Suspended in the air as though she were floating in a waterless ocean, Gwyn laughed with delight as all the strange and wonderful objects in Lyra’s world turned a bright shade of violet before settling into various hues of much purpleness.
A clock that was half cat grinned at her from the mantle of a fireplace that had perched itself on a coatrack. A drop of purple fell to the ground and bled lilacs and violets, orchids and posies until there was a thick blanket of them so far as the eye could see.
Purple lanterns blinked into existence as they strung themselves along the silver elms encircling them. Gwyn smiled as dolls dressed in fancy purple gowns flew up to the lanterns and held a tea party while a cloud of pixies danced about them.
“It’s lovely,” she sighed, wishing she could keep the warm, open feeling in her chest forever.
A flock of violet birds flew past her, their bright, feathery bodies nearly brushing against her upturned face. They sang of friends and sunshine. Of hope and dreams and small purple flowers hidden beneath moss covered stones.
Butterflies danced below them, dipping down to kiss the tips of the flower petals. Their lavender wings fluttering against the warm glow of the sunshine that dripped down from the sky like melted honey.
“I hoped you would like it,” Lyra said, her face sparkling. She reached up and pulled a ribbon from her hair. “I wasn’t sure at first, but I do rather like the effect.” She dropped the ribbon, and it fell to the ground, leaving behind a pale gold road.
The moment it flattened out, they descended as though someone had tugged on a string attached to their ankles. Gwendolyn put her hands out for balance as she landed with a light bump. Gravity was a fair-weather friend in Lyra’s world, and it always paid to be careful.
“Now,” Lyra said, her expression severe, “about that new law. Off with them!” She swept her hands out and waved them at the wrist, her lips puckered in a prissy expression.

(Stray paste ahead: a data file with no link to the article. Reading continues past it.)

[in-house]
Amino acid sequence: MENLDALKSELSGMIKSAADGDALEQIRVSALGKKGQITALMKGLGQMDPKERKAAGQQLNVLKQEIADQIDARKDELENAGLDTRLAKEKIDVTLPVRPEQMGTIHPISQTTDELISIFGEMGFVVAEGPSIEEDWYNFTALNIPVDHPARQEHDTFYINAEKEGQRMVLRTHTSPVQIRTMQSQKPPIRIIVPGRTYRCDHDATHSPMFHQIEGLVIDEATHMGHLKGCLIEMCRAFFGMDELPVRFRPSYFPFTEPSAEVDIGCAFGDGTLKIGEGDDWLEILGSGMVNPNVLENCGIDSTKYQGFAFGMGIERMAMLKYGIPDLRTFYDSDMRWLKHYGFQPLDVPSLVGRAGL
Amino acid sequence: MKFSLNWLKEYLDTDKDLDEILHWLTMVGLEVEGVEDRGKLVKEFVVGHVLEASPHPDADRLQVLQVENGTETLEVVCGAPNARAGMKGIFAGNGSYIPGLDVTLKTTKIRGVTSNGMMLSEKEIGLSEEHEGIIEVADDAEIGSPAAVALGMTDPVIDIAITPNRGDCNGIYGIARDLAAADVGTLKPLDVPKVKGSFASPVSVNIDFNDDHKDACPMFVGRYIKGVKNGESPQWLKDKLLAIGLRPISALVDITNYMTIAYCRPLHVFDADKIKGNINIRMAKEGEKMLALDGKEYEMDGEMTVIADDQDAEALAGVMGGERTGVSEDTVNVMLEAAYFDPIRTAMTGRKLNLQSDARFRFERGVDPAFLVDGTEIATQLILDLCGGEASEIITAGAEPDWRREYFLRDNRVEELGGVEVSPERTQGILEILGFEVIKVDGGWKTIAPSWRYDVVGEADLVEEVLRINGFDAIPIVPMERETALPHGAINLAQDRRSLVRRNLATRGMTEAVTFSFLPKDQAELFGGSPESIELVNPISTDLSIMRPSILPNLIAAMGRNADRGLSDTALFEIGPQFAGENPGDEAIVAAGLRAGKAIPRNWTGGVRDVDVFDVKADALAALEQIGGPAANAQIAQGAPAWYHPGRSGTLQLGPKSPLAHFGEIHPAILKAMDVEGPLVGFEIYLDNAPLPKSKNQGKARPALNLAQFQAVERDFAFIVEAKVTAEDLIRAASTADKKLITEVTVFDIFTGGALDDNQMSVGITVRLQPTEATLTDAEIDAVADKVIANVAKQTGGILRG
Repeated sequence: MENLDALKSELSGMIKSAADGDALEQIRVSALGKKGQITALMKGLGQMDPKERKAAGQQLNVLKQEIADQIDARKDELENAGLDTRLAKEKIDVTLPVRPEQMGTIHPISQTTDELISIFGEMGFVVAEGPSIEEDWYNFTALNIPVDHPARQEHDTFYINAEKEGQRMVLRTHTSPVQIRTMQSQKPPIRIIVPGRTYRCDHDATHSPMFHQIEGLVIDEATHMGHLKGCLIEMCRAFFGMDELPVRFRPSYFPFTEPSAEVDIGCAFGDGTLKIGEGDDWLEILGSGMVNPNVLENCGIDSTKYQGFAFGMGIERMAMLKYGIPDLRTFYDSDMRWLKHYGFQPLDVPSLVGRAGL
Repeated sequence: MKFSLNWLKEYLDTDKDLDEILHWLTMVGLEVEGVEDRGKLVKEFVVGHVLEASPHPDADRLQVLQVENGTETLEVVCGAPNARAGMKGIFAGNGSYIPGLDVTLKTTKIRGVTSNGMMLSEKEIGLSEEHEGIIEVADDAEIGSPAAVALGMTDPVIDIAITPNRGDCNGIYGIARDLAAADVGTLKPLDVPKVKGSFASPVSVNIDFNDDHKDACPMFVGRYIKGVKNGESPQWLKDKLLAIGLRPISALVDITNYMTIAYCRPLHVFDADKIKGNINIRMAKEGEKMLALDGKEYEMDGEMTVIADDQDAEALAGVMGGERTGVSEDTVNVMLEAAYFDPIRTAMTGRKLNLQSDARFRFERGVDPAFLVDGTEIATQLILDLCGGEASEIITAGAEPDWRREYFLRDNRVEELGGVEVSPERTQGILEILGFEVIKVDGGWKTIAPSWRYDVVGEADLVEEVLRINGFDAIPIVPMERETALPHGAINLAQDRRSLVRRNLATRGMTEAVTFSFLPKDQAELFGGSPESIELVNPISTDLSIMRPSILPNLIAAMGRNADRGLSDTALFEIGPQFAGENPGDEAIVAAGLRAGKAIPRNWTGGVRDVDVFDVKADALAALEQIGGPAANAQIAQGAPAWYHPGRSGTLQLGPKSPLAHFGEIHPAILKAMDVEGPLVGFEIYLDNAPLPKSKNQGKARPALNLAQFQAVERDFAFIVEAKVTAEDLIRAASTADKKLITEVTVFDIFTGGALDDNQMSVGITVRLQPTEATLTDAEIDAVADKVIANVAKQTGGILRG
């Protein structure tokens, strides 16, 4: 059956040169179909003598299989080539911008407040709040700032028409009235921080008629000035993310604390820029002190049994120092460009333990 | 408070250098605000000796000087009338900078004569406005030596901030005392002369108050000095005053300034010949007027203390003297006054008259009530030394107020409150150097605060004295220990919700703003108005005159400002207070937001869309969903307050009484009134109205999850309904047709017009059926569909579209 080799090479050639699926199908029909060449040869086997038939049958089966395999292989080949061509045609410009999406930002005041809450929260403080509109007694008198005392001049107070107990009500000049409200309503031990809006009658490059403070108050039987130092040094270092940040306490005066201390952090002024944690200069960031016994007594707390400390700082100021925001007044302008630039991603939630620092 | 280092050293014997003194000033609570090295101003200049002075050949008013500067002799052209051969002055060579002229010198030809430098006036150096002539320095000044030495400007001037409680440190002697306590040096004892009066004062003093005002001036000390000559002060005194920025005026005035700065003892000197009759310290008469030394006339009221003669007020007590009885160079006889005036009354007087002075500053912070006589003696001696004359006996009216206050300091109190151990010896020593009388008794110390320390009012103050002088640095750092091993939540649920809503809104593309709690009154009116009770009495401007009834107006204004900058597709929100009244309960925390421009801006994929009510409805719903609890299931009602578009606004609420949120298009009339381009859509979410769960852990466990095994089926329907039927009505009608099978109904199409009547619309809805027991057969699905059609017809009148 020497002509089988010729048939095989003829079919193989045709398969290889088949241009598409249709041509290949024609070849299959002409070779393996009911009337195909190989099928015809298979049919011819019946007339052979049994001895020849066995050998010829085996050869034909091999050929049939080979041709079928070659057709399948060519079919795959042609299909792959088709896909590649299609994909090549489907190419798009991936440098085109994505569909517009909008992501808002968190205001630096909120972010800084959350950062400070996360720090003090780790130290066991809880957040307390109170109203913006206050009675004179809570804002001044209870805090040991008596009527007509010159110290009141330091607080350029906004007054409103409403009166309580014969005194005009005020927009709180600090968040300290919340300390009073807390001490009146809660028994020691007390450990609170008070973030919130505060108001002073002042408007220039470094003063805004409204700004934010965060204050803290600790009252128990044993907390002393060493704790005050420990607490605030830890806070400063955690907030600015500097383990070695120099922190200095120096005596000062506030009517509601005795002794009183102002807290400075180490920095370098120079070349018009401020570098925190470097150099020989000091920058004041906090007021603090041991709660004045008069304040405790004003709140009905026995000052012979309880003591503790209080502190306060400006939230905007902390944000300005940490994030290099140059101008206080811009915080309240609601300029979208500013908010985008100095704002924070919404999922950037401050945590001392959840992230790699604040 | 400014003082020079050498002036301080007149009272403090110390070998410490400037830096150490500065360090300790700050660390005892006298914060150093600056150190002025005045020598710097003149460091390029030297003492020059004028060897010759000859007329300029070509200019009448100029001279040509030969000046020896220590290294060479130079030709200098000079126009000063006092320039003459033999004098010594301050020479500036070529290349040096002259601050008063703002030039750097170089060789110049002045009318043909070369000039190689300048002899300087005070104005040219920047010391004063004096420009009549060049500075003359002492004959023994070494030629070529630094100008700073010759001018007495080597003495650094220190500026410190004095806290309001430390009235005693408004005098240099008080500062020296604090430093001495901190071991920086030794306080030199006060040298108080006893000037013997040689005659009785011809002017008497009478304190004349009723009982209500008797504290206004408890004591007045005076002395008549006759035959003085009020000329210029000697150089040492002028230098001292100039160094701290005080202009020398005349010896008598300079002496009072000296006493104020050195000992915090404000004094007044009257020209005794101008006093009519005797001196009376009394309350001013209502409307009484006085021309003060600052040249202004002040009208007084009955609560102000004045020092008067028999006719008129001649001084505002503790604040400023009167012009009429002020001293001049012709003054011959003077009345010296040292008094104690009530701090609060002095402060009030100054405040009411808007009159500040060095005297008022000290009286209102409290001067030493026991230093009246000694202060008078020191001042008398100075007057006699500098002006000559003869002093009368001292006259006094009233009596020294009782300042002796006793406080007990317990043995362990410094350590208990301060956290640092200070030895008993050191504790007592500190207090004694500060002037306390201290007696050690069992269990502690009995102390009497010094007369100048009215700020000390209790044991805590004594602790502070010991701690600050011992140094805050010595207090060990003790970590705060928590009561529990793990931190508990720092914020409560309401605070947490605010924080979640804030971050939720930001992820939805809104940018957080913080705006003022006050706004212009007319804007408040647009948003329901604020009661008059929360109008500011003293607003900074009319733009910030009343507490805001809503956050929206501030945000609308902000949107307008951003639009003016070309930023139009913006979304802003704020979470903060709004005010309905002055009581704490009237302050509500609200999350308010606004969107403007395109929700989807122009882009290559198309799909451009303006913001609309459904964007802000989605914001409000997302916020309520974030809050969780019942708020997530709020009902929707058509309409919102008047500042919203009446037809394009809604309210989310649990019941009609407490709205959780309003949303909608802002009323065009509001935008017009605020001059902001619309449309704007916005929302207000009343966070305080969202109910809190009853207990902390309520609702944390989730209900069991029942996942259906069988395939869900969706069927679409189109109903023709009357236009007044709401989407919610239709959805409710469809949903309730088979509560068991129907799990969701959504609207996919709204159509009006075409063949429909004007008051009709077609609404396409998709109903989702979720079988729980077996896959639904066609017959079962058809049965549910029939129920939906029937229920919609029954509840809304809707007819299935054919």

Feeling exhilarated and shy all at once, Gwyn tugged at her right glove, and then her left. The gloves slipped off easily, and she stuffed them into the pocket of her apron.
Gwyn spread her fingers out, reveling in her newfound freedom. The air was soft as silk and had a marmelade-like quality to it. The fizzling in her stomach expanded and shot into her fingers, her palms, warming them.
“Yes. I . . . I think so,” she said faintly. Her head had gone all funny, and she felt as though gravity had released everything from her neck up to do as it wished.
“Good, because I’d prefer it if you didn’t set my hearth-place on fire.” Lyra’s eyes were still dancing with laughter, but her tone brooked no nonsense. As if to drive her point home, her gaze flitted to Gwyn’s hands, then away.
“Wha—” Gwyn stared at her hands, uncomprehending. Golden stars flew away from her fingertips like tiny fireworks. She jerked her arms back, alarmed at the sparks that still fountained out.
“It’s . . . I’m not . . . burning . . .” Her brain tangled around the impossibility of what was happening.
Lyra shook her head, looking unaccountably pleased. “Of course you’re not.”
“But I’m on fire.” But not fire, exactly. Not unless fire glittered gold and fell like stars.
Lyra shook her head again, laughing. “You’re not on fire either. You’re on magic!”
. . . TO BE CONTINUED . . .
© 2015 by Danyelle Leafty. All rights reserved.
There is nothing quite like being on magic–provided it’s the good stuff and you have a well and worthy mentor around in case you turn yourself into a teacup. :p
Join me next Tuesday to see how Gwyn manages being set on magic and her newfound, albeit temporary freedom.
If this is your first time visiting, check out the first installment of this episode. Feel free to gather round the hearth and read the other stories that are going on too. The more the merrier!
If you like, feel free to join me tomorrow as we follow the adventures of a certain Queen of the Nearly Dead Fae in training. 🙂